My lack of expertise regarding the work of Herbert Simon (something which I am now more encouraged to remedy) prevents me from pronouncing with confidence on this part of the article. Suffice it to say that the meaning and contribution of this new “science of the artificial” is far from clear to me. I am left with a feeling that if it is indeed such an important and path-breaking meta-scientific turn, the authors should be able to explain it better. It should be more accessible and transparent. I am left highly skeptical, but I urge readers of this post to read the article and perhaps enlighten me and others. (more…)
| Peter Lewin |
The January 2012 issue of the AMR (available here for subscribers or those with academic access) features two review articles assessing the progress of the “Promise” examined in the well-known article by Scott Shane and Sankaran Venkataraman (AMR 2000: The Promise of Entrepreneurship as a Field of Research) — one from each of the original co-authors. The first is an interesting, if somewhat pedestrian, article by Scott Shane. The second is a much more profound and ambitious contribution by Venkataraman together with Saras Sarasvathy, Nicholas Dew, and William Forster.
In the decade since that article there has, indeed, been a significant shift in the focus of research in entrepreneurship. Most notable, perhaps, is the focus on entrepreneurial “opportunities” — familiar to Austrian economists from the work of Israel Kirzner, but by now a standard element in the story. Each of the articles spends considerable time revisiting questions about the nature of entrepreneurial opportunities and provides its own resolutions. Here I will provide just a quick overview of this part of Shane’s article. (I intend to provide one for the second article soon).
In considering the “nexus of opportunities and individuals” offered originally in “Promise” as a reason to shift attention from the person to the function, Shane addresses the question of whether entrepreneurial opportunities should be considered “objective” or “subjective” — a question that has proliferated in this research stream, albeit with varying focus and terminology. The problem is, it seems to me, that the notion of “opportunity” is one that depends on the formation of a mental image by some individual or individuals. Opportunity implies plan — a plan of action to use, transform, combine, existing resources in a profitable way. Without the plan there is just the world. So how can “opportunity” be objective? This is related to the question: are opportunities “discovered” (Alvarez and Barney: Organizaҫões em Contexto, 2007) or are they created; or in the words of Venkataraman, et. al. are they made or found? (more…)
| Peter Lewin |
I am not sure if this book has already been review on this blog space — I haven’t seen it. Similarly, I haven’t seen any other reviews, so these are my fresh impressions. The book is Keynes Hayek: The Clash that Defined Modern Economics by Nicholas Wapshott (W. W. Norton: 2011).
With the growing interest in Hayek as the antidote to the resuscitated Keynes, this book is timely providing for the reader lively insight into the life and times of these two key individuals. In terms of the details of the lives of Keynes and Hayek the book appears to be well researched. I learned a few things from it — interesting details about events and personalities. On Keynes particularly one gains a sense of the power of the man and how a whole generation of economists at the LSE and Cambridge were won over by his revolutionary vision. Though Wapshott provides a lot of material on Hayek, I could not fight the impression that it was Keynes who captured his interest (and admiration?) most. Hayek is presented in all of his aspects, including the not so wholesome ones. The picture of Keynes seems less forthcoming, or differently spun to cast a more favorable light. But maybe that is just me and my biases.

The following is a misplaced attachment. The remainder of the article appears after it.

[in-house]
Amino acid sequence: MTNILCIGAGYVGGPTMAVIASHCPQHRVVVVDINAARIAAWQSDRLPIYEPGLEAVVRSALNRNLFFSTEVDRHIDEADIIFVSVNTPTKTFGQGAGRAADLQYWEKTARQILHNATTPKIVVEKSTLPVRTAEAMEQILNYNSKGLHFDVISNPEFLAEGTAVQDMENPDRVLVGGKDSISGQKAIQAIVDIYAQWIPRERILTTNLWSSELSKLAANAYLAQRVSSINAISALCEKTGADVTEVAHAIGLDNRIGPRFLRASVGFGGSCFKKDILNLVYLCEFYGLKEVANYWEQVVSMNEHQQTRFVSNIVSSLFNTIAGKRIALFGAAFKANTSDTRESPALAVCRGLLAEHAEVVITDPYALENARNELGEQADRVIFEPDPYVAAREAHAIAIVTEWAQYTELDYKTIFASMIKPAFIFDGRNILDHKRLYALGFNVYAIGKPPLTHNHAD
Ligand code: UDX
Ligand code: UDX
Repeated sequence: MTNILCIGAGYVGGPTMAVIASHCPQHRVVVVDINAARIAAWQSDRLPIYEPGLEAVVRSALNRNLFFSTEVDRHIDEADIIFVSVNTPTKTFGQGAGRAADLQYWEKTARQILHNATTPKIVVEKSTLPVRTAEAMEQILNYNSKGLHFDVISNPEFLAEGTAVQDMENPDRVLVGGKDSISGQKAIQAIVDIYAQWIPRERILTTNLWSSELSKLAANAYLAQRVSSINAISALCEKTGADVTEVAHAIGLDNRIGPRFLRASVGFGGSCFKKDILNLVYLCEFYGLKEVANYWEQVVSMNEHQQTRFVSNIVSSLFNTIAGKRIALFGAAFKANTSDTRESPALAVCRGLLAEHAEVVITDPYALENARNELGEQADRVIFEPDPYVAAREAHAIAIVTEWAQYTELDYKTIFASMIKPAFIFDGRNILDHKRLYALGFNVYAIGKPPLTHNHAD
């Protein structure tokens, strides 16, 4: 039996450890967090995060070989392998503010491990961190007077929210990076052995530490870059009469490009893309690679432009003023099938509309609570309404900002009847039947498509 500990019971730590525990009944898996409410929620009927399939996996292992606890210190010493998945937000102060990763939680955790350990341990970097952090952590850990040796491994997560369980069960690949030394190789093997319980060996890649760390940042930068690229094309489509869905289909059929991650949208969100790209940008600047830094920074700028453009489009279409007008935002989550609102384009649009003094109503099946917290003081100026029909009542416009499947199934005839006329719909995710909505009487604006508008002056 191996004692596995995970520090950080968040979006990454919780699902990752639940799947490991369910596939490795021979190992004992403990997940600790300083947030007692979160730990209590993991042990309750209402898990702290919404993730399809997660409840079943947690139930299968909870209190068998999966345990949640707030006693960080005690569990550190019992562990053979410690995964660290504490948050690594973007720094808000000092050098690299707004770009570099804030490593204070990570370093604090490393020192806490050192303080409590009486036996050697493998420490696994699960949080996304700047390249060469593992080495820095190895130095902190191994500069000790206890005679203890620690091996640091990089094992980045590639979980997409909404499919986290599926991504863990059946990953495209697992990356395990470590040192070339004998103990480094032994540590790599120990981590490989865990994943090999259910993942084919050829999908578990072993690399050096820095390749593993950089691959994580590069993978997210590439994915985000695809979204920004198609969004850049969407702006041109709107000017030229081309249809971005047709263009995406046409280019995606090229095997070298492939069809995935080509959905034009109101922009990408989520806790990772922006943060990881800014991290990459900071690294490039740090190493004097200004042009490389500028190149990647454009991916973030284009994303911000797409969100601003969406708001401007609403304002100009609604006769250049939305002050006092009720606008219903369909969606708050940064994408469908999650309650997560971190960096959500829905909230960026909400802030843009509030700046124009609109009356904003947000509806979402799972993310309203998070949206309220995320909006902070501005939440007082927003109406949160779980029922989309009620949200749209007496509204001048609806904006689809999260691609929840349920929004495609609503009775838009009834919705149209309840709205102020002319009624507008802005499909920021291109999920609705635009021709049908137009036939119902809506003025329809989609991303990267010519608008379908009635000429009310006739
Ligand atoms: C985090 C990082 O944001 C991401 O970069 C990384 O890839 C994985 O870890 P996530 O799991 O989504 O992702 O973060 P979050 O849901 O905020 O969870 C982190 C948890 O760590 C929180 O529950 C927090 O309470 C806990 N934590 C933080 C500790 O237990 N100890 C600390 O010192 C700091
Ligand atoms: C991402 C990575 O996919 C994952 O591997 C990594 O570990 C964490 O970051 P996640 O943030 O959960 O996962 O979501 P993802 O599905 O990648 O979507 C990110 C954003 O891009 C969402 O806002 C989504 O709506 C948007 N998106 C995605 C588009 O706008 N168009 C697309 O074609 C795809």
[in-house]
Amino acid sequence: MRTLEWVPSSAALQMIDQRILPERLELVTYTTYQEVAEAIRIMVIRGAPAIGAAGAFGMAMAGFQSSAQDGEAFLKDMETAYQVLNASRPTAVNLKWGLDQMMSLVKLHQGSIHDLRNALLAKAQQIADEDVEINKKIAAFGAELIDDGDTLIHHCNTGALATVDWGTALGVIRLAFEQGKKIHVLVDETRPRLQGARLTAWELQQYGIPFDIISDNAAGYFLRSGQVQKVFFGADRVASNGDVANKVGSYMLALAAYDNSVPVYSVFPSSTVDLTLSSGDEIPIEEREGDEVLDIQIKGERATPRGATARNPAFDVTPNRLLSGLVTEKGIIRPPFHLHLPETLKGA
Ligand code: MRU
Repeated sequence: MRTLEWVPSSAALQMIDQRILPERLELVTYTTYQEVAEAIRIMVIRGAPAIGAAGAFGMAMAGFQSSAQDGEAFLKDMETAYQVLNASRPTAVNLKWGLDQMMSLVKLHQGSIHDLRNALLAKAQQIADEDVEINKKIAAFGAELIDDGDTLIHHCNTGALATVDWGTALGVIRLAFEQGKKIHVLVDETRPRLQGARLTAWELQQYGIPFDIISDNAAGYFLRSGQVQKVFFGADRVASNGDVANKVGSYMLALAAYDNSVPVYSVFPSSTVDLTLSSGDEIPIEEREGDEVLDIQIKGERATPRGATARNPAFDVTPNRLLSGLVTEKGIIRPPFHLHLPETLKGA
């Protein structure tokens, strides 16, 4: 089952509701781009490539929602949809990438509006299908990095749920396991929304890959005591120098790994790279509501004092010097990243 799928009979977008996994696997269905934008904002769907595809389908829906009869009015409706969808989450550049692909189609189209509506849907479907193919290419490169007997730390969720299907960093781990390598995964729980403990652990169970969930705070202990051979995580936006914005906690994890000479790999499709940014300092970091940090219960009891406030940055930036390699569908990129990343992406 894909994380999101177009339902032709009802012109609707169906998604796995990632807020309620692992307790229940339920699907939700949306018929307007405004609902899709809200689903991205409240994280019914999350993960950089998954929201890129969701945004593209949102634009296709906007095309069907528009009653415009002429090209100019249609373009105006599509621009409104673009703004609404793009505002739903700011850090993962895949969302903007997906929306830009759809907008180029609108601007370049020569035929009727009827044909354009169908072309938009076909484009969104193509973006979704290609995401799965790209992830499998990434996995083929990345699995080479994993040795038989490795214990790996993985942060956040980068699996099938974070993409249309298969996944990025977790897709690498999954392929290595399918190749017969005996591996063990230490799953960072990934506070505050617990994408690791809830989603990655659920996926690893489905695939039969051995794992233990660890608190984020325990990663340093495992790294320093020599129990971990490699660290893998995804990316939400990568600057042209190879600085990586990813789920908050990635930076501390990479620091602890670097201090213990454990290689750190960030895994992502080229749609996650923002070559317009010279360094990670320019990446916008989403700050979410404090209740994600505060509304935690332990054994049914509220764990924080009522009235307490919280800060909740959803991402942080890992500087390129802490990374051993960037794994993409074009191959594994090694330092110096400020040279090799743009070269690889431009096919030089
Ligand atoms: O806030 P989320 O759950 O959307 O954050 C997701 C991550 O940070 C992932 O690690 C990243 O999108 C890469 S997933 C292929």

When it comes to the economics, however, the case is much clearer. Wapshott is very weak on this part of the story, especially when it comes to Austrian economics. He is able to do a fairly good job of Keynesianism, again positively spun — including the story of multiplier. It adds to the plausibility of Keynes’s appeal. But when it comes to explaining the essence of Hayek’s opposition, his treatment is very inadequate at best and complete wrong at worst. Like Keynes himself, Wapshott does not understand capital theory and the time structure of production. So he gets the story of the business cycle wrong. He simply parrots in a formulaic way the ingredients of Hayek’s case. His treatment of Mises is almost a caricature. He does not understand the nature of the Austrian turn from classical economics and has some misleading things to say about the concept of “value.” Likewise he does not understand the differences and similarities between the economics of the Austrians and the Monetarists and invents bogus differences. I found this part of the book frustrating.
So, the question in my mind is: do I recommend this book to my macro/money students? I think I probably will, with suitable warnings, just because it is such a vital and interesting story.
| Peter Lewin |
Who was the most significant entrepreneur in the bible (old Testament)?
I ask my students this trying to lead them to Joseph. As a result of his interpretation of Pharaoh’s dreams, not only he, but the whole of Egypt reaps enormous profit. He recognizes the meaning in the dreams and counsels Pharaoh on how to profit from impending misfortune — thus also alleviating the misfortune of many others (by investing in times of plenty to cover the looming famine).
But, thinking about this a bit more, one may argue that what we have here is a veritable entrepreneurial team. After all, it is Pharaoh who has the dream, the vision, though he needed Joseph to interpret it. One without the other was nothing — together they were everything. And then there is the fact that that Pharaoh exercises his judgment in believing Joseph. He takes a huge risk and elevates this lowly, condemned Jewish prisoner to the highest office. He puts aside his ego and courageously follows his better judgment. Surely Schumpeter should have been proud, no?